The great black hawk found injured in Deering Oaks during a snowstorm last weekend is improving, but will lose at least part of a toe to frostbite.

The bird was found last Sunday lying in the snow under a cluster of pines in the Portland park, where it had been spotted frequently since late November, and was taken to the nonprofit Avian Haven rehabilitation center in Freedom.

A veterinarian on Wednesday was able to do a thorough exam of the raptor’s toes and found that the bird will likely lose at least part of the outermost toe on its right foot, Avian Haven said in an update on Facebook. The hawk should still be able to use its foot for perching and prey capture, the post said.

So far, the hawk has been eating very well, according to Avian Haven.

Avian Haven also said photos of the great black hawk’s tail and wings were sent to ornithologists “who have studied dozens of photos of this bird taken in Texas in April and, much more recently, in Biddeford and Portland.”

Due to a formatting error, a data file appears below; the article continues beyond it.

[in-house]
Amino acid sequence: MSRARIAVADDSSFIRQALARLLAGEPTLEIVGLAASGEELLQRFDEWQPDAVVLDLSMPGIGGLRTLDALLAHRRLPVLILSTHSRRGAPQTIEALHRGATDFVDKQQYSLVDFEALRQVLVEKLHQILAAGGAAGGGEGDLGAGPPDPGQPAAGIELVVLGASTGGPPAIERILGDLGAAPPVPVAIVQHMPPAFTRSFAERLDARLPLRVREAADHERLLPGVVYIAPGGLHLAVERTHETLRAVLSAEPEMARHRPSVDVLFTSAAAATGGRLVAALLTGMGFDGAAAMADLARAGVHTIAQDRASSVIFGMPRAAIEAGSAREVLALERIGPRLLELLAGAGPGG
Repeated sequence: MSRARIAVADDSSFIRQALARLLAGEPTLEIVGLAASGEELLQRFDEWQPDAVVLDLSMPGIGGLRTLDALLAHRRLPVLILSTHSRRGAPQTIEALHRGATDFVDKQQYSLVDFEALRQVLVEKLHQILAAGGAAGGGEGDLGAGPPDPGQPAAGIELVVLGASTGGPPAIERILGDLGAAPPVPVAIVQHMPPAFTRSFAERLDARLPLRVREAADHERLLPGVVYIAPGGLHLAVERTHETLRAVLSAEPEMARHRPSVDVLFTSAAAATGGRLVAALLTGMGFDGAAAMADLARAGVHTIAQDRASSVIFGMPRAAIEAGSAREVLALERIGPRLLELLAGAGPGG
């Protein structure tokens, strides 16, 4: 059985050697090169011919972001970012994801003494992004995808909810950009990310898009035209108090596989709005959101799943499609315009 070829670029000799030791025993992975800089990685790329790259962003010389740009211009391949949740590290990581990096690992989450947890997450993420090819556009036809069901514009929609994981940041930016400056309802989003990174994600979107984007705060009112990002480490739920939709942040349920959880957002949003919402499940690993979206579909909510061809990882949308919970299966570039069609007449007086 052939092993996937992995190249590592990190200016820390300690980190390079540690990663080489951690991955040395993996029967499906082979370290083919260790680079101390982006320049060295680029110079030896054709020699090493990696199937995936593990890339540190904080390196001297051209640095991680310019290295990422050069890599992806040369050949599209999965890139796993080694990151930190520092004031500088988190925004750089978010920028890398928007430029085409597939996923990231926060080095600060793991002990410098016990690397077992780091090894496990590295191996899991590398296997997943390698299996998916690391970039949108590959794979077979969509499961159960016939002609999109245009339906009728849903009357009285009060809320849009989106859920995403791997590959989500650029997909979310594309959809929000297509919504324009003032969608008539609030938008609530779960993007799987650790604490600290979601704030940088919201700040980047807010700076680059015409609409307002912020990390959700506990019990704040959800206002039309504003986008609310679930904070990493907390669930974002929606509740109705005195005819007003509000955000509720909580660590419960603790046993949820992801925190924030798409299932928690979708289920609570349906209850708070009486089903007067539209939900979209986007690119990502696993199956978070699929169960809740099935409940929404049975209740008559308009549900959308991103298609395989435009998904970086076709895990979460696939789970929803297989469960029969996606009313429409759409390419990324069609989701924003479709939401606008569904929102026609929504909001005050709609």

“The ornithologists are certain it is the same bird; we have been told that there are some feather oddities that make it an unmistakable match,” Avian Haven said. “Our photos may or may not allow them to reach a conclusion as to the bird’s subspecies and likely country of origin, which has so far remained uncertain.”


The unusual presence of the raptor in Maine during winter had drawn widespread attention in the news media and on social media and had been visited by birders from across the country.

Great black hawks are native to Central and South America. The one spotted in Deering Oaks was first seen in August in Biddeford. Bird watchers are not sure how it ended up in Maine, but every year birds like this one – called vagrants by ornithologists – fly outside their geographic range.

Doug Hitchcox, a naturalist with Maine Audubon, said he thinks the hawk will have the greatest chance of survival if it is released in Deering Oaks Park after it recovers and after winter is over.

“The injury is unfortunate but definitely doesn’t sound like it will impede its ability to be successful in Maine,” Hitchcox said in an email. “That said, the likelihood of survival for any vagrant so far out of its range is very low. We need to remember that this is a natural vagrant that came on its own and had survived since August, including several cold snaps.”

The decision about if or where the raptor will be released will primarily rest with the Department of Inland Fisheries and Wildlife.

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